Top 10 Qualities to Listen For When Interviewing Job Applicants

 

There's a lot to listen for in a conversation. When a person speaks, listen to what's NOT being said, as well as what's being said. The purpose of an interview isn't merely to learn about an applicant's skills or background ­ you've already gleaned this information from their resume. Listen beneath the words to who a person is. Listen for the qualities that most matter to the position and to the company.

1. Confidence & Self Acceptance
Beneath the surface conversation, listen to who a person is. Listen for how comfortable a person is during the silences within a conversation. All conversation waxes and wanes ­ during the pauses in a conversation, listen for the level of confidence and self-acceptance a person has. When s/he pauses to gather her/his thoughts prior to answering your question, do you sense nervousness or anxiety? The level of comfort a person exhibits during the pauses within a conversation says a lot. Listen for the level of confidence and self-acceptance beneath a person's word.

2. Follow Through & Persistence
Follow through and persistence is the unique ability to engage in a project and see it through -- at all costs. The downside of persistence is the fine line that exists, separating persistence from stubbornness. Think about the qualities that are essential to the position - then, upgrade those qualities, envisioning a top performer in the position. Identify the desired qualities for the job - then pursue a line of questioning that will allow the quality to emerge. What line of questioning will bring forth the quality you're looking for?

To ask the applicant to "tell me about your follow through abilities" isn't going to reveal anything but an artificial response. Use your own experiences to identify impactful questions. What line of inquiry would bring out YOUR perseverance? A question about personal commitments and passions, or a question about your project management skills? My guess is that you'll learn more about a person's persistence by asking them about their passions vs. previous job responsibilities.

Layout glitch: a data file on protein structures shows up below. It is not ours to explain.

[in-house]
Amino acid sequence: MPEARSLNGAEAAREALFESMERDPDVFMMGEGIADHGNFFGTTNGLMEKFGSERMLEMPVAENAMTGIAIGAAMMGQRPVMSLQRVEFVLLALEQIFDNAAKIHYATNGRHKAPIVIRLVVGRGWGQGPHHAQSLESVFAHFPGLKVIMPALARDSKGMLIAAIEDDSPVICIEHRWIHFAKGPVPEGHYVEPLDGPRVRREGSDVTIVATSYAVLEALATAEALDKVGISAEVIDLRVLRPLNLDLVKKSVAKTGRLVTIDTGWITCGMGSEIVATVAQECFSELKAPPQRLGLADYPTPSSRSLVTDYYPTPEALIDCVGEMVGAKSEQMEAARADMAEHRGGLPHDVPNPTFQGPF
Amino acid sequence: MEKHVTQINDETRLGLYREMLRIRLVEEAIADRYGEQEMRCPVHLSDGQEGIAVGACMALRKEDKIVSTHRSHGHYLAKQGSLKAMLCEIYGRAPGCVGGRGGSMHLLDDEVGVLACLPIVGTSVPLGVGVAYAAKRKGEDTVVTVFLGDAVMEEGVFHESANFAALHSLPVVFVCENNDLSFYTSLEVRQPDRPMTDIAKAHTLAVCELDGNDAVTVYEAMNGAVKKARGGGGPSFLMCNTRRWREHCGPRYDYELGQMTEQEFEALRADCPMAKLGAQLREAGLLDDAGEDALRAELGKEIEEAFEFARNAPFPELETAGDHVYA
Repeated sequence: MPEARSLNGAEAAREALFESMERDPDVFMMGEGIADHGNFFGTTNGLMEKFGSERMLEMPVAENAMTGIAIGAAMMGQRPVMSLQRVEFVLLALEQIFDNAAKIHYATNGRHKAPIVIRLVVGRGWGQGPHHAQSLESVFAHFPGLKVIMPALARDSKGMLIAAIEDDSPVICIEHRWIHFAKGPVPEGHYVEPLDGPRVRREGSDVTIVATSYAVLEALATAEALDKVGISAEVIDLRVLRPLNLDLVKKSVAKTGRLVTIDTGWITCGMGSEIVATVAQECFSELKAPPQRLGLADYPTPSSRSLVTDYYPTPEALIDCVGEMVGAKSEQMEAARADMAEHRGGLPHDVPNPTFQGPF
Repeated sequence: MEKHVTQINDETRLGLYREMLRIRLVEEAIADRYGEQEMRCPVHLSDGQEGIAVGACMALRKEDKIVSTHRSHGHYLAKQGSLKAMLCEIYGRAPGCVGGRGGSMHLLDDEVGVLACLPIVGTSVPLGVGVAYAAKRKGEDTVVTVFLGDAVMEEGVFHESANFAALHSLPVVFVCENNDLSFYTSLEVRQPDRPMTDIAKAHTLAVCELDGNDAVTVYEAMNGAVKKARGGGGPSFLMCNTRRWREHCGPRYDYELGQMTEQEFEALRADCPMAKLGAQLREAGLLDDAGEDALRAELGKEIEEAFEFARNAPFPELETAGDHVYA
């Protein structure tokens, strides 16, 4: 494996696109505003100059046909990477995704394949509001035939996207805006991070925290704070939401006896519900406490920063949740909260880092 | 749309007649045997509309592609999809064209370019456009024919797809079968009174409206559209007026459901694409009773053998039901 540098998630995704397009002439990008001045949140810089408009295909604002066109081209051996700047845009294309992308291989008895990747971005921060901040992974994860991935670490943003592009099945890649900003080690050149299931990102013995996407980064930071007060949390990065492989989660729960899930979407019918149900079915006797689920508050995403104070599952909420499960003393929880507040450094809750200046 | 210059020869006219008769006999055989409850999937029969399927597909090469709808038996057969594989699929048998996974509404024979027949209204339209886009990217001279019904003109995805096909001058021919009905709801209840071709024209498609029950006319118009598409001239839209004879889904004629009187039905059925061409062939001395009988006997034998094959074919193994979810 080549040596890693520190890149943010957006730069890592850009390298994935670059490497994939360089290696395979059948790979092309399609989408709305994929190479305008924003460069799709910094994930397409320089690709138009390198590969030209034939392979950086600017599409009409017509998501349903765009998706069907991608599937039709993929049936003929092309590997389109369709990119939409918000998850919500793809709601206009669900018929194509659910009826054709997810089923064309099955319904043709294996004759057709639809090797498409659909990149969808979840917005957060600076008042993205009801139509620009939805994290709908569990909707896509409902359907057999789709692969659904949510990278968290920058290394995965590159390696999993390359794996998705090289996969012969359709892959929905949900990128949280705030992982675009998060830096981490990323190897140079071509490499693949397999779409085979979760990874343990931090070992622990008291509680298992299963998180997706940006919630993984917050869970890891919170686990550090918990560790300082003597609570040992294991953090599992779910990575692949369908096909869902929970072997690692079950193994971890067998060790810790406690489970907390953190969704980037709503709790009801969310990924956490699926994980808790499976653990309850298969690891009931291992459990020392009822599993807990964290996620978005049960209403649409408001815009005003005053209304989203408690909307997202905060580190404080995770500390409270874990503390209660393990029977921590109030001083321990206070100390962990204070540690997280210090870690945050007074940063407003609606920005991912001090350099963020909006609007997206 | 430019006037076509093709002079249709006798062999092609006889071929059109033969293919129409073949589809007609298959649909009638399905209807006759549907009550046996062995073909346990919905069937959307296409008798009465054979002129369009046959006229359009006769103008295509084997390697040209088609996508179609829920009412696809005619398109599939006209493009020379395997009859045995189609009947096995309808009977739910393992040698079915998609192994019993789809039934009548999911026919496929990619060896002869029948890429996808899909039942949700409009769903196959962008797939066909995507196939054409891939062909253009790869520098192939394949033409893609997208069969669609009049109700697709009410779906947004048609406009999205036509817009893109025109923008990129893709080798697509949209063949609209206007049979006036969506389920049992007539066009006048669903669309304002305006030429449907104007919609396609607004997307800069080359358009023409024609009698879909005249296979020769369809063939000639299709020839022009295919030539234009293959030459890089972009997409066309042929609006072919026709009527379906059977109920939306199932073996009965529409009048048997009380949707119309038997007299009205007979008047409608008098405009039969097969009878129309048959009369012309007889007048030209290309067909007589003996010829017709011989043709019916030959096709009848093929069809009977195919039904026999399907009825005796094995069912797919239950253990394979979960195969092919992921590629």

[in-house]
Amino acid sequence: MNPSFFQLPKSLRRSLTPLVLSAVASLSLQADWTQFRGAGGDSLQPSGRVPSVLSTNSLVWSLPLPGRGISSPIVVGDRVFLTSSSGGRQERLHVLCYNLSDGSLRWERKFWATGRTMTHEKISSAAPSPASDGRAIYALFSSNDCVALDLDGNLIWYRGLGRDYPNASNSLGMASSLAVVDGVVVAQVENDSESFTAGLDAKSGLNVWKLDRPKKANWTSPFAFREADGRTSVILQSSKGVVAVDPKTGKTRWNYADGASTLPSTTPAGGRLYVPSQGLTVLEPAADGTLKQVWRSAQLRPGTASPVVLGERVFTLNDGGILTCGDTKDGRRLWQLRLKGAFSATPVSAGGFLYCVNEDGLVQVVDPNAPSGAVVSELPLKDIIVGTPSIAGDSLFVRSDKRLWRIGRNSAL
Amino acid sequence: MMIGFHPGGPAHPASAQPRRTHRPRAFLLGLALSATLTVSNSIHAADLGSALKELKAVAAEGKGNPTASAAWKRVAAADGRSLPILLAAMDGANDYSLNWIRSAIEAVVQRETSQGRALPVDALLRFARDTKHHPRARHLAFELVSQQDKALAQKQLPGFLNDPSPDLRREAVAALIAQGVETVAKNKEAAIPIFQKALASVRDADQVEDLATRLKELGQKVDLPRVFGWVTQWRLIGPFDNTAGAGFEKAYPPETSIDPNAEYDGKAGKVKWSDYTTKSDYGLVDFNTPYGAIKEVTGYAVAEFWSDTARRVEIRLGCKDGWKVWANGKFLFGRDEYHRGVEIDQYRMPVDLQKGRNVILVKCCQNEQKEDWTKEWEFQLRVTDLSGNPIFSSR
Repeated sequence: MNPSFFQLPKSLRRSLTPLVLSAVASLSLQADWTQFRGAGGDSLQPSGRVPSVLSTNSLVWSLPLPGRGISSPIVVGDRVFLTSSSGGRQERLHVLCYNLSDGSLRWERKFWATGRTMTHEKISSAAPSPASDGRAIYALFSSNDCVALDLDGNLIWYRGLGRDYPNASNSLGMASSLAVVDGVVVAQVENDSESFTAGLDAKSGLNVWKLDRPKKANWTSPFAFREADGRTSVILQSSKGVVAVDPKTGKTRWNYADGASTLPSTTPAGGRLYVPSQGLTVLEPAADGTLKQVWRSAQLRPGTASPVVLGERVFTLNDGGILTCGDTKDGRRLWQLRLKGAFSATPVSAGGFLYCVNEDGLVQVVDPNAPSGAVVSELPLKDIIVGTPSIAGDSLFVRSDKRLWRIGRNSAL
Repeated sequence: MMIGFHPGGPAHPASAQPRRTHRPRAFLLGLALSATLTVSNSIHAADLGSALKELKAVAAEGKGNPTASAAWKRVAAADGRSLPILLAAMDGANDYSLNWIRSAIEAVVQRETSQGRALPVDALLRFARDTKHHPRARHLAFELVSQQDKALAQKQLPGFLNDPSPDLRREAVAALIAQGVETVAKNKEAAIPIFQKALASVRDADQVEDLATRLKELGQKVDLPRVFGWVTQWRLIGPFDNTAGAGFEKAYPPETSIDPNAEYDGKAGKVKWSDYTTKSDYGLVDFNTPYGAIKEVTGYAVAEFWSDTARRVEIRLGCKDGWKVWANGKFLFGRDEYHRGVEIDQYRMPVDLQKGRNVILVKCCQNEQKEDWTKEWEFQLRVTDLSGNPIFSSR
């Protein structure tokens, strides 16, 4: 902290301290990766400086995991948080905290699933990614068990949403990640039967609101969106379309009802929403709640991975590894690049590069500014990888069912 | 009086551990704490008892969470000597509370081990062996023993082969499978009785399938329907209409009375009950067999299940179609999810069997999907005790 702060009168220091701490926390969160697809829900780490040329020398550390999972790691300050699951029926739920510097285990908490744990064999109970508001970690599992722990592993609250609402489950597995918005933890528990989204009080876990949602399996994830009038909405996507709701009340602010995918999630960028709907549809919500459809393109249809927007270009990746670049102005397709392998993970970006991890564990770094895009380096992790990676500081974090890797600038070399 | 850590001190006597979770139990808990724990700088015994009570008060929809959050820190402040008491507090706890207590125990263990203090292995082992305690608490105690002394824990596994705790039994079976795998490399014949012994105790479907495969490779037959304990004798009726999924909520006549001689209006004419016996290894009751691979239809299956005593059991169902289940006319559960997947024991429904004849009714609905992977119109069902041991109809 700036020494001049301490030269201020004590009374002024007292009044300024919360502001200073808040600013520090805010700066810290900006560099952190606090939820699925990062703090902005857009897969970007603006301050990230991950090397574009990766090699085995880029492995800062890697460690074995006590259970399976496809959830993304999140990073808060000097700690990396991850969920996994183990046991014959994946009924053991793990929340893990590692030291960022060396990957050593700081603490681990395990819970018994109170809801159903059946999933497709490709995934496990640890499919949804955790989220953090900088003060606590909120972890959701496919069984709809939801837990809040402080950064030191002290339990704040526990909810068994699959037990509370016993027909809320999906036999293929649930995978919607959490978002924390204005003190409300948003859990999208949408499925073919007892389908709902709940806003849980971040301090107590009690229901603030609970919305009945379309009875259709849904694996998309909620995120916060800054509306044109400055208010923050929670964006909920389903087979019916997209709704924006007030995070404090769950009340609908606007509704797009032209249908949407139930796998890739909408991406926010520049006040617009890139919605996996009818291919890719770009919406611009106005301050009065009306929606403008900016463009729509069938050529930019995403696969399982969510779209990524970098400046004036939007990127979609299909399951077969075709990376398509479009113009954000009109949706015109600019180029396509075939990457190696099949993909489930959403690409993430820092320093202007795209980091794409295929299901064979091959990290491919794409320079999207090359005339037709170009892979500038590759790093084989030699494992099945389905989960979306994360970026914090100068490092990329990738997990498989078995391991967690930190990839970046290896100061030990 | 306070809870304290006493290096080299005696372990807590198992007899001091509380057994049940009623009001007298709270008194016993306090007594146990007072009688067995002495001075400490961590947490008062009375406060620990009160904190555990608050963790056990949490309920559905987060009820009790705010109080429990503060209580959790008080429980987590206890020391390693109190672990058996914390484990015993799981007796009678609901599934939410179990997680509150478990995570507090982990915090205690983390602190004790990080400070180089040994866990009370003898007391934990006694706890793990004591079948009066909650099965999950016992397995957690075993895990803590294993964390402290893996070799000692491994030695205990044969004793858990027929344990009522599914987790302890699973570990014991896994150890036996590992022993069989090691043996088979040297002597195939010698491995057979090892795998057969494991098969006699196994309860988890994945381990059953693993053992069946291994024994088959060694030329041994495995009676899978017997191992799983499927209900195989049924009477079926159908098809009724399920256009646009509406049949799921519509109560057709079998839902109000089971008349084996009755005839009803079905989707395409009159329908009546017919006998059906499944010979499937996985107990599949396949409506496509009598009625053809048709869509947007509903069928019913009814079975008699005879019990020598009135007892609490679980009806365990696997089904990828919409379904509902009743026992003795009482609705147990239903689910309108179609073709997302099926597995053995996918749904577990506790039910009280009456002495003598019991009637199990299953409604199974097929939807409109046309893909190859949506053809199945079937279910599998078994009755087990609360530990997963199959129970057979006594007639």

3. Integrity
Integrity is about being responsible for our actions and inactions; it's about keeping one's word -- to oneself and to others. It's about being responsible for handling whatever happens, and making adjustments so problems don't reoccur. When one is responsible, one doesn't blame or complain. Listen for how the applicant responded to situations in the past. Does prior behavior demonstrate responsibility, integrity and keeping one's word? Listen for level of ownership and the attitude one has in accepting responsibility. (Hint: You'll also learn about their leadership qualities in this conversation.)

4. Creativity
The most tedious jobs benefit when performed by a person who thinks creatively. Listen for the level of comfort in considering and/or behaving in an "out of the box" way. Don't confuse style with creativity. Creative thinkers can present very "ordinary." Listen to a person's mind when assessing their creativity. A bold dresser who looks "creative" might very well be a rigid thinker. A conservatively dressed person might be an extraordinary creative thinker. Don't let appearances fool you.

5. Standards